Jennings v. Stephens

Summarized by:

  • Court: United States Supreme Court
  • Area(s) of Law: Habeas Corpus
  • Date Filed: January 14, 2015
  • Case #: 13-7211
  • Judge(s)/Court Below: Scalia, .J., delivered the Court’s opinion which Roberts, C.J., Ginsburg, Breyer, Sotomayor, and Kagan, JJ., joined. Thomas, J., filed dissenting opinion which Kennedy and Alito, JJ., joined.
  • Full Text Opinion

Petitioner seeking habeas relief for ineffective assistance of counsel under two Wiggins theories was not required to file cross-appeal to preserve a Spisak claim because it would not enlarge Petitioner’s rights nor diminish the rights of the State under a District Court’s judgment.

Petitioner was convicted of capital murder. During the sentencing phase of the initial trial, petitioner contends that his attorney failed to introduce evidence that petitioner had a disadvantaged personal background and mental illness. Petitioner’s attorney also made the comment that the attorney could not “quarrel with” a death penalty verdict against petitioner. After receiving a death penalty verdict, petitioner filed a federal habeas petition citing Wiggins v. Smith, 539 U.S. 510 (2003) to address petitioner’s failure to provide evidence as to petitioner’s disadvantaged personal background and mental illness; these two challenges were referred as attorney’s “Wiggins errors. Petitioner also challenged the constitutional ineffectiveness of his attorney’s remarks during sentencing, but did not cite Spisak v. Smith, 558 U.S. 139 (2010), a case that addresses the challenged attorney conduct. This claim was referred to as the attorney’s “Spisak error.”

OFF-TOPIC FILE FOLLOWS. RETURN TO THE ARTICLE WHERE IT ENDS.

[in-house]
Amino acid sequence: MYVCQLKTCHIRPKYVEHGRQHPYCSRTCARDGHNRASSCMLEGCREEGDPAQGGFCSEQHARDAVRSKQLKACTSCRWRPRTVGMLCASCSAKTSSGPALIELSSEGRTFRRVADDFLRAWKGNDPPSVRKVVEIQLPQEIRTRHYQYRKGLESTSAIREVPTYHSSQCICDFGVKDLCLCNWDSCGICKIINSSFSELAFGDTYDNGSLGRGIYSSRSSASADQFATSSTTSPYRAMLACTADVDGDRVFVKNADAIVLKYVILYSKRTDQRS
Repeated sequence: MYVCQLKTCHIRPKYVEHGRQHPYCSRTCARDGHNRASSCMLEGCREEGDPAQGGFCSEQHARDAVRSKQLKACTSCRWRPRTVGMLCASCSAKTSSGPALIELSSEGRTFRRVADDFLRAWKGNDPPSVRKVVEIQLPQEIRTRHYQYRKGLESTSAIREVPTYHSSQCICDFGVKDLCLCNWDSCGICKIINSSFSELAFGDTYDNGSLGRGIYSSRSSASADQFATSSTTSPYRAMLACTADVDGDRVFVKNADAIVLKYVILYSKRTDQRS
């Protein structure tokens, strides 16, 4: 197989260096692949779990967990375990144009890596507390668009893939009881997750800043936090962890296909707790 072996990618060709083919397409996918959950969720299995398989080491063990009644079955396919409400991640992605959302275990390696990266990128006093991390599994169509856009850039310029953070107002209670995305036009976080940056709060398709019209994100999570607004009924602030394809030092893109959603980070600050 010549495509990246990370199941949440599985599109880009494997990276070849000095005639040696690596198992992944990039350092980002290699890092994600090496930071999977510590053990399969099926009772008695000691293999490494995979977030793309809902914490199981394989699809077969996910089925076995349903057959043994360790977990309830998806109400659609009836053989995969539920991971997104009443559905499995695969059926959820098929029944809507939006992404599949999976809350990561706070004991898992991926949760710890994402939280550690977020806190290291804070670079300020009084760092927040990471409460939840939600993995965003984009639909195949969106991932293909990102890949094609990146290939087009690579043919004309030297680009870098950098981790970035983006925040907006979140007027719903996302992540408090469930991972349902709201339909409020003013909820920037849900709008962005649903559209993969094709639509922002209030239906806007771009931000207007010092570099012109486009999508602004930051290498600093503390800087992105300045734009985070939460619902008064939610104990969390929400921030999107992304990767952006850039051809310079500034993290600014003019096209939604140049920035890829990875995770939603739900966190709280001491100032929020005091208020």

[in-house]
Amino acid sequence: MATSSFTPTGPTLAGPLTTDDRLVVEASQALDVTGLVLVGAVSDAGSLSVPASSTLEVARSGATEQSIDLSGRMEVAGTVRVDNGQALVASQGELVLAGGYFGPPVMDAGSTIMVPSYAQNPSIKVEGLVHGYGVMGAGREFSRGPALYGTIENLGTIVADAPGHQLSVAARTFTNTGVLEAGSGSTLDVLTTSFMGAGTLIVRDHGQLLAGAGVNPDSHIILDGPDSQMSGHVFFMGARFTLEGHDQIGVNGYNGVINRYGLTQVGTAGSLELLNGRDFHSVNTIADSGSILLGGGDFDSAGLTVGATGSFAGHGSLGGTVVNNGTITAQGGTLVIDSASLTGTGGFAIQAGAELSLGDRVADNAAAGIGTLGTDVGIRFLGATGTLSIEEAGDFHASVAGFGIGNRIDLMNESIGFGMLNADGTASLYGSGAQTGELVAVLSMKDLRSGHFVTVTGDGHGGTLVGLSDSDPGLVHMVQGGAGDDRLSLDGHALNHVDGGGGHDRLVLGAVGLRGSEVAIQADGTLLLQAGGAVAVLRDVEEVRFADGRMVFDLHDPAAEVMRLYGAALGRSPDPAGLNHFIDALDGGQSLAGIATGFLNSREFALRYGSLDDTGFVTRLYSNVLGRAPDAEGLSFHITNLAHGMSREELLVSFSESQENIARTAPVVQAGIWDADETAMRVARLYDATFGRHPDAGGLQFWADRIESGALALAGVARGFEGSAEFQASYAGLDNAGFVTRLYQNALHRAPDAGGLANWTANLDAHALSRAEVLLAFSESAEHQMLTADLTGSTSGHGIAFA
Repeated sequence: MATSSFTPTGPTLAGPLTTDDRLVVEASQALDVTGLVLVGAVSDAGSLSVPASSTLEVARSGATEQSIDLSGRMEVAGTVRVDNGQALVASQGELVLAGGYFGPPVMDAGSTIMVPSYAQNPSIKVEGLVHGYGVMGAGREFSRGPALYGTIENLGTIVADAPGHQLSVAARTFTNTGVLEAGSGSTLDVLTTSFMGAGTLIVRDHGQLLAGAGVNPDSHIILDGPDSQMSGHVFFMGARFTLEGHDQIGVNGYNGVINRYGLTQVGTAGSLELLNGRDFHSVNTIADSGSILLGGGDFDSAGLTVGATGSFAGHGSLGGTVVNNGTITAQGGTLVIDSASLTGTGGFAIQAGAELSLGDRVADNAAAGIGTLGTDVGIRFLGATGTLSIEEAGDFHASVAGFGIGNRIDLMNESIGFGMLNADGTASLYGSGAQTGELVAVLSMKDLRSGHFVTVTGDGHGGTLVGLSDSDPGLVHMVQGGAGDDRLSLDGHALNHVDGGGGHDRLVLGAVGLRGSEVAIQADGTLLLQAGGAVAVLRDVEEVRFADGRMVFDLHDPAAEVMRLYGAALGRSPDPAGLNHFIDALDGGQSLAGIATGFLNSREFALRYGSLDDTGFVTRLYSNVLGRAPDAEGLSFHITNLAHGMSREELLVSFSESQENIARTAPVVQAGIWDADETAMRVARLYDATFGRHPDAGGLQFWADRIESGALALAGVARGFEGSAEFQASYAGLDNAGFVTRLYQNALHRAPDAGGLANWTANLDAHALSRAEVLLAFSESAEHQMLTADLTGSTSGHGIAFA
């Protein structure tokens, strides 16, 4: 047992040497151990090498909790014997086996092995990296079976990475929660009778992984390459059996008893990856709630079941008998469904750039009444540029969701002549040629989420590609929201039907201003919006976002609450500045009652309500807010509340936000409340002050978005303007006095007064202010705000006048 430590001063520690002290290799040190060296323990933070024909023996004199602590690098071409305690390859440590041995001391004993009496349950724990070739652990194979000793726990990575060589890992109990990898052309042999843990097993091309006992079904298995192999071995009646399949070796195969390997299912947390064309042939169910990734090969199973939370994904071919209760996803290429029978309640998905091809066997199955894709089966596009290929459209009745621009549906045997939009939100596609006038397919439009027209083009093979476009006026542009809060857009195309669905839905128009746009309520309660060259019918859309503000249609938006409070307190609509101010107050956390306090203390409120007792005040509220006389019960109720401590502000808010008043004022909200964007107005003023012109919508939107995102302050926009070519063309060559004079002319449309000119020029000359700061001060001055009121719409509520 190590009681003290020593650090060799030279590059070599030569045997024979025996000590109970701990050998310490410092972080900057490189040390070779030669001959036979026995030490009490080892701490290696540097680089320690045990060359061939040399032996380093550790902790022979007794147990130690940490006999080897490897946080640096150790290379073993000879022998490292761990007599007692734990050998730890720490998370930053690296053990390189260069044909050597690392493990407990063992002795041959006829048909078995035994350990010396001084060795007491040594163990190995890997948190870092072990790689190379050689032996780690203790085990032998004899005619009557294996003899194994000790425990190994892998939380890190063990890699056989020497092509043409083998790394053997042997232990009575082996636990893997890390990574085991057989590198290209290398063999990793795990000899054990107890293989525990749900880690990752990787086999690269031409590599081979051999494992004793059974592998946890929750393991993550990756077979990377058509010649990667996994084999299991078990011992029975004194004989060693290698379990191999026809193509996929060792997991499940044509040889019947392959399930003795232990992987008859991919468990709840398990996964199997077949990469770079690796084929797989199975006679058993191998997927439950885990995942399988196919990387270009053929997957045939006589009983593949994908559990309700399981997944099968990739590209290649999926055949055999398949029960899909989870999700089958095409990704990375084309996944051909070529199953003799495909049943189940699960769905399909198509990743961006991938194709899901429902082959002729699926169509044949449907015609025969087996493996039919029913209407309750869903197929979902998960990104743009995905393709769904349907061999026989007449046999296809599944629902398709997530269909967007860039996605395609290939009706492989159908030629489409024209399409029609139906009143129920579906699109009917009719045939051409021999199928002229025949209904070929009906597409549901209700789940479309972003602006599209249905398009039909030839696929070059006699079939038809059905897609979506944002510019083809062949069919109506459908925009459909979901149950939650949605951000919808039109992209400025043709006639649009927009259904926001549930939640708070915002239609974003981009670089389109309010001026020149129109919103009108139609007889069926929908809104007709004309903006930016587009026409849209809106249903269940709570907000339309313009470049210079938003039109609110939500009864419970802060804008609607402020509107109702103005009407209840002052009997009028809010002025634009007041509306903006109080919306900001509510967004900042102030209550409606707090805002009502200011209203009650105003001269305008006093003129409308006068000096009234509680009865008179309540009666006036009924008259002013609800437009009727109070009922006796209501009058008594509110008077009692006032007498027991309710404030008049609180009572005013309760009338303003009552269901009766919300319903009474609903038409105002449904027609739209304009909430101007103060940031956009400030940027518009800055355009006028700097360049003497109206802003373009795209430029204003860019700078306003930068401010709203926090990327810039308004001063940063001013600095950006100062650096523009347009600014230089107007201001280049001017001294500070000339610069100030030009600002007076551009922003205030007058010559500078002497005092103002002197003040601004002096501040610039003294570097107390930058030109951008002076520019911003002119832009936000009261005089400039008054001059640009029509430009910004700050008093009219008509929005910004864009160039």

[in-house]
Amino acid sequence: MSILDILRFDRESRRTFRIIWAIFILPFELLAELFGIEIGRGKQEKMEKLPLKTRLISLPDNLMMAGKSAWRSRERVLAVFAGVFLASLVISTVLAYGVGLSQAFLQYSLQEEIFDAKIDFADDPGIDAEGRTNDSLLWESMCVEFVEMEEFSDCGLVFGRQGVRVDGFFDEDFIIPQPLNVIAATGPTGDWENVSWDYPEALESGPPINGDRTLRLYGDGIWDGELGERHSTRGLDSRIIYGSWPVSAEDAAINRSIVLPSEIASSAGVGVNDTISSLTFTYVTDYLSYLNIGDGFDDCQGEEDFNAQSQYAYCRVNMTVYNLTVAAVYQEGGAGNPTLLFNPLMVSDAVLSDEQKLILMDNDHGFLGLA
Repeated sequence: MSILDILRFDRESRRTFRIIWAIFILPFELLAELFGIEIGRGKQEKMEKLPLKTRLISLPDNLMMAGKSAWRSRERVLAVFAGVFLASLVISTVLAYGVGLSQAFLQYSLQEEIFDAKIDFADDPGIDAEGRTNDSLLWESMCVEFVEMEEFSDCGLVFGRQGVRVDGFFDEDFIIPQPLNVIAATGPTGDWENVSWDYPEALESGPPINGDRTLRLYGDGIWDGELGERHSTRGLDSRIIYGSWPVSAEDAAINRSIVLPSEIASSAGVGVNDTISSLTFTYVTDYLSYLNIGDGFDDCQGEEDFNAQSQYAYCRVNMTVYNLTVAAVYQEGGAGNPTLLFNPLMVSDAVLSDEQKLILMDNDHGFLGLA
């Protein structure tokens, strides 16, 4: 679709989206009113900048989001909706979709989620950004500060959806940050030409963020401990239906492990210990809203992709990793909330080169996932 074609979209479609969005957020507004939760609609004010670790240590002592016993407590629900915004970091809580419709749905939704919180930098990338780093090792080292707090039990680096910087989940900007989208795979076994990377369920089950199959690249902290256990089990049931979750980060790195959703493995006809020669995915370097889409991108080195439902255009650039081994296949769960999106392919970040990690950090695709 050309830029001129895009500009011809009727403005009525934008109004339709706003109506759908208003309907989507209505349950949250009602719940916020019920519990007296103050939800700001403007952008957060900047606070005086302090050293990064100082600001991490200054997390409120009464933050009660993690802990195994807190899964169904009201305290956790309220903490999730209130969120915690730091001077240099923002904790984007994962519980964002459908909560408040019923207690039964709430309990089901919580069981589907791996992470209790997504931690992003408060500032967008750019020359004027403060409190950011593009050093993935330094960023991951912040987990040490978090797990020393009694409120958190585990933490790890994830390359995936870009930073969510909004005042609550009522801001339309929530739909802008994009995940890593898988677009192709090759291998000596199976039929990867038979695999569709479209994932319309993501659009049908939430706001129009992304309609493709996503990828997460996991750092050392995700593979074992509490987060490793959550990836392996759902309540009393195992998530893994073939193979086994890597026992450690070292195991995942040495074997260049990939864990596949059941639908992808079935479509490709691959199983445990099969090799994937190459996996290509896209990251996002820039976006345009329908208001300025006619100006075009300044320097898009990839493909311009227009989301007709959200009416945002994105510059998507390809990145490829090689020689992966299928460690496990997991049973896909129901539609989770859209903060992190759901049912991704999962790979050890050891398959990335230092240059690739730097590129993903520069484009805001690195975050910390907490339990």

A federal habeas court provided petitioner with relief based on the “Wiggins errors,” but not the “Spisak error.” The State appealed the federal habeas court decisions to the Fifth Circuit Court of Appeals. The Fifth Circuit overruled the federal habeas court grant of habeas under the two “Wiggins errors” and held that the Fifth Circuit did not have jurisdiction to review the “Spisak error” because petitioner had not filed a cross-appeal to preserve the “Spisak error” for review.

The Court found that review of the “Spisak error” did not require a cross-appeal to be preserved for review. The Court cited United States v. American Railway Express Co., 265 U.S. 245, 435 (1924), noting that despite not filing a cross-appeal, petitioner could “urge in support of a decree any matter appearing before the record, although his argument may involve an attack upon the reasoning of the lower court.” However, a petitioner who fails to file a cross-appeal cannot “attack the decree with a view either to enlarging his own rights thereunder or of lessening the rights of his adversary.” The Court held that because review of petitioners “Spisak error” would not enlarge petitioner’s rights nor diminish the rights of the State under a District Court’s judgment petitioner was not required to file for a cross-appeal or get a certificate of appealability.

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